“It’s part of Jane Austen’s genius that she can bring the maximum of drama and momentousness to the most minimal of occasions.” Here is David Denby from The New Yorker on reading (and listening to) Austen’s Emma, which is celebrating its two-hundredth year in print. We’ve brought you a bunch of bits on Austen in the past.
Every book reviewer has probably, at one point or another, savaged a book a bit too savagely. But if given the opportunity, would you recant? Would you admit that you’d overstepped? Would you feel good about doing so? At an event last month, Snowball’s Chance author John Reed hosted an event at which NBCC critics did exactly that.
Olivia Laing has written an entire book about male writers and their relationships with alcohol, The Trip to Echo Spring, but in a piece for The Guardian she returns to the subject of writers and drink in order to respond to the question, what about women writers? Were any of them alcoholics? “Yes,” she writes, “of course.” She goes on to discuss the lives and work of Jean Rhys, Marguerite Duras, Elizabeth Bishop and Patricia Highsmith, their reasons for drinking and their experiences in a society much more willing to accept the struggles of men than of women. For more from Laing, be sure to check out her Year in Reading for 2013.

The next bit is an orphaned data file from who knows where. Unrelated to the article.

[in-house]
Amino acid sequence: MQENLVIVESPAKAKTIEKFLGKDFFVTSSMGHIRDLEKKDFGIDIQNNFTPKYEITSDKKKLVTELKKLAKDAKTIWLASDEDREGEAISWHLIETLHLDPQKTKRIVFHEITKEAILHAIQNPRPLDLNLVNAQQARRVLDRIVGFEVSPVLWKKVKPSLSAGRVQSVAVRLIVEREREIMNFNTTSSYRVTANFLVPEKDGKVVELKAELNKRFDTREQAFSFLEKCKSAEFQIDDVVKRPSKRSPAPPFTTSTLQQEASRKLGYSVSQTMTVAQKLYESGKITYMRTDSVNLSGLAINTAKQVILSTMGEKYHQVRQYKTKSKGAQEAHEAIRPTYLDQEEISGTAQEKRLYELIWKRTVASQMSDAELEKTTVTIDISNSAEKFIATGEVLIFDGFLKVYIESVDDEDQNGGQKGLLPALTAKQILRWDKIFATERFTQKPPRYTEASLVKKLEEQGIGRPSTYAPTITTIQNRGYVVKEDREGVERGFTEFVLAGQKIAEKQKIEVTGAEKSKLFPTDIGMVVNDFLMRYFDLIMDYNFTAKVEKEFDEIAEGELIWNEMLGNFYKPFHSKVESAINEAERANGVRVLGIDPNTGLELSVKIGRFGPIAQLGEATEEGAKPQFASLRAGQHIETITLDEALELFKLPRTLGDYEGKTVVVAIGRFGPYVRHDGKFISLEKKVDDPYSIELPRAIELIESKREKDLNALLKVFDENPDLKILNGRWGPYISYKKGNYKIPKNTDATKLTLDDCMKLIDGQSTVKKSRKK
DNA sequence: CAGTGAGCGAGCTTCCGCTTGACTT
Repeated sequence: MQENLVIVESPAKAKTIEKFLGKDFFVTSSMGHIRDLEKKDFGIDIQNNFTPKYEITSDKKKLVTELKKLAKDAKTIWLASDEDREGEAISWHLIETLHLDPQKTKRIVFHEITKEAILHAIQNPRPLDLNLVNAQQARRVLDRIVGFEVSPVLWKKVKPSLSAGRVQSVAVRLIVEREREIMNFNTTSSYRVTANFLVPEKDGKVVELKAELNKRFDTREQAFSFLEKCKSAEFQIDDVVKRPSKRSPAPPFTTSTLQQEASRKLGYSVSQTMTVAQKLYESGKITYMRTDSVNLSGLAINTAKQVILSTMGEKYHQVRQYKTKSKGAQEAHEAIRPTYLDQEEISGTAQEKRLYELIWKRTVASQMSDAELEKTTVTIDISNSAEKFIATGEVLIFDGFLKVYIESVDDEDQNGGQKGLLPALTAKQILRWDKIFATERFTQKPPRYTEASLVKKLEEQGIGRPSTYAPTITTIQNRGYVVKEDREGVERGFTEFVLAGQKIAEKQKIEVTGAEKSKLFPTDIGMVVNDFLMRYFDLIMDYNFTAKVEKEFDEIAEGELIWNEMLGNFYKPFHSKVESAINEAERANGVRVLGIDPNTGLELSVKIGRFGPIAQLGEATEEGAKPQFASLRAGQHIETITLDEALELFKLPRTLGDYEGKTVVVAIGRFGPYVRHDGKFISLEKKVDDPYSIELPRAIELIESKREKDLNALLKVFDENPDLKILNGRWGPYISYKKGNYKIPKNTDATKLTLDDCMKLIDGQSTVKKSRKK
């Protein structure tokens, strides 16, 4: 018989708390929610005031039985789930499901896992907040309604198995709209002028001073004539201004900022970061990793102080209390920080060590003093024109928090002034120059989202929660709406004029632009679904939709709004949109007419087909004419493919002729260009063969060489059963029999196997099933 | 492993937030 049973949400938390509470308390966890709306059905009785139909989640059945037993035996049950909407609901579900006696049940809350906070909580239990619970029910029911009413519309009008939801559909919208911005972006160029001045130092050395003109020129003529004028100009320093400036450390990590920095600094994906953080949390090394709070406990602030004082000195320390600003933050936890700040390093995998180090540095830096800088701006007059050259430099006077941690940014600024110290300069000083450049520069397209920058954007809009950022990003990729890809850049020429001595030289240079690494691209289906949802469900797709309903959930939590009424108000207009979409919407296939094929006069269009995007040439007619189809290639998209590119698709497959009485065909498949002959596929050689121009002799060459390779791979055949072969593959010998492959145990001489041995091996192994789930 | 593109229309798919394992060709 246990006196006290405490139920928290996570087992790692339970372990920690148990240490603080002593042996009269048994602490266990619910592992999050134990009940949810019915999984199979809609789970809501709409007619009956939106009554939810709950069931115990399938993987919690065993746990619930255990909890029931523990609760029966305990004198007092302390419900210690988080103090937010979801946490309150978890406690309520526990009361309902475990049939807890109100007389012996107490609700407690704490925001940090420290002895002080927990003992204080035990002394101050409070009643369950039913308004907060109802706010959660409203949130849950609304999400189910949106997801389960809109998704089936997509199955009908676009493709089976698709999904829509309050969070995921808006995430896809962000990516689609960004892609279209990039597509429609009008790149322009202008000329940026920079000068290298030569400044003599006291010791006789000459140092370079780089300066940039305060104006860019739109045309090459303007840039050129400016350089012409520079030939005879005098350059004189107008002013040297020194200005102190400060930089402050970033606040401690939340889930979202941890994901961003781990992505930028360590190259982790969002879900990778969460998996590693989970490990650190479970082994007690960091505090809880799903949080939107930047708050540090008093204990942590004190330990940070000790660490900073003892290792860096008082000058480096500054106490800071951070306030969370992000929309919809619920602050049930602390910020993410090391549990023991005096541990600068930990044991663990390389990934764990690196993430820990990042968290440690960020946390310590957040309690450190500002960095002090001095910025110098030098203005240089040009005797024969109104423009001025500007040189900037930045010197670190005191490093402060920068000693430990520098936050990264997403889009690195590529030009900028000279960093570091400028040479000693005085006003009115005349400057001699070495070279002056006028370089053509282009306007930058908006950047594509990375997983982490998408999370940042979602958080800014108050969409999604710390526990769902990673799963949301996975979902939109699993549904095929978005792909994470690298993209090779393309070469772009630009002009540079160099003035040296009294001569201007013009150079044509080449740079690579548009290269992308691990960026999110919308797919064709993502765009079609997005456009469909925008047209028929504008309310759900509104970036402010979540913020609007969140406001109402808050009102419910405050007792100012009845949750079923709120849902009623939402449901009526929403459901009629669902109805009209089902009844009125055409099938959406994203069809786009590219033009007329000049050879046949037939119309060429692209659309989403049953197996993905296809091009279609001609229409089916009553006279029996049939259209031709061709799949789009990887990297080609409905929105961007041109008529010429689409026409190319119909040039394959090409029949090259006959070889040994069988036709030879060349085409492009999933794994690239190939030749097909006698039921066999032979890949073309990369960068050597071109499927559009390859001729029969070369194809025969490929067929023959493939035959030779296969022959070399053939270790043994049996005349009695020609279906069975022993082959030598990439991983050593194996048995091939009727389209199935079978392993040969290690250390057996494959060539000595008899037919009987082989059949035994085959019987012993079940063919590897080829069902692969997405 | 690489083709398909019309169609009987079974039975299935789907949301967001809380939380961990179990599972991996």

Have some fun with this New York specific feature highlighted by Atlas Obscura. The New York Society Library is private member-based library and it has some pretty famous members, going all the way back to Aaron Burr and Alexander Hamilton. Due to the library’s excellent record keeping you can trace these famous members reading histories. “In the early 20th century, Library staff switched from big, blank ledger books to index cards for record keeping. Henceforth they archived cards only for “prominent” members, discarding the rest. The gap is major, but the surviving cards offer a lifetime of book recommendations.”
Over at Public Books, Jared Gardner explores the theme of pain and illness at the heart of many graphic narratives. As he explains it, “Illness, mental and physical, is arguably comics’ invisible master theme, deeply woven into their genome and shaping the stories they tell, from the earliest newspaper strips (chronic allergies in Winsor McCay’s Little Sammy Sneeze) through the rise of superhero comics (from Batman’s PTSD in 1939 through the Fantastic Four’s radiation poisoning in 1961).” Pair with Paul Morton’s Millions piece on the history of Marvel Comics.